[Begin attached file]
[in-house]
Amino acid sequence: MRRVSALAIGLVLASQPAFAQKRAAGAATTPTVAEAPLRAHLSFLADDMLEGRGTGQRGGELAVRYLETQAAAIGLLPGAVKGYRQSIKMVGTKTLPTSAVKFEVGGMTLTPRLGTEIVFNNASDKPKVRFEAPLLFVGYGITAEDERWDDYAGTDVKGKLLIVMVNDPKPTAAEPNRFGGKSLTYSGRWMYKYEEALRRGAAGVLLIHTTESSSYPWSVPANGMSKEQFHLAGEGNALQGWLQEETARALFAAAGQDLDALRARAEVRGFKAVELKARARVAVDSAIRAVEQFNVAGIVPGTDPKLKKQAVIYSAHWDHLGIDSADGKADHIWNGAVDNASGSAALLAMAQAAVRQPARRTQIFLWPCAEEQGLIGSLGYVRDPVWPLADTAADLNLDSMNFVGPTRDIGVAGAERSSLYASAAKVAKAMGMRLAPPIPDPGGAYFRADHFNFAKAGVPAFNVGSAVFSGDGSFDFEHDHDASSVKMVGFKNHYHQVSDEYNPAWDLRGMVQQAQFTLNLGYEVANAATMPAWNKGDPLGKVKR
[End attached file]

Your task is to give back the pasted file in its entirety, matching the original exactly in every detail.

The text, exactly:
[in-house]
Amino acid sequence: MRRVSALAIGLVLASQPAFAQKRAAGAATTPTVAEAPLRAHLSFLADDMLEGRGTGQRGGELAVRYLETQAAAIGLLPGAVKGYRQSIKMVGTKTLPTSAVKFEVGGMTLTPRLGTEIVFNNASDKPKVRFEAPLLFVGYGITAEDERWDDYAGTDVKGKLLIVMVNDPKPTAAEPNRFGGKSLTYSGRWMYKYEEALRRGAAGVLLIHTTESSSYPWSVPANGMSKEQFHLAGEGNALQGWLQEETARALFAAAGQDLDALRARAEVRGFKAVELKARARVAVDSAIRAVEQFNVAGIVPGTDPKLKKQAVIYSAHWDHLGIDSADGKADHIWNGAVDNASGSAALLAMAQAAVRQPARRTQIFLWPCAEEQGLIGSLGYVRDPVWPLADTAADLNLDSMNFVGPTRDIGVAGAERSSLYASAAKVAKAMGMRLAPPIPDPGGAYFRADHFNFAKAGVPAFNVGSAVFSGDGSFDFEHDHDASSVKMVGFKNHYHQVSDEYNPAWDLRGMVQQAQFTLNLGYEVANAATMPAWNKGDPLGKVKR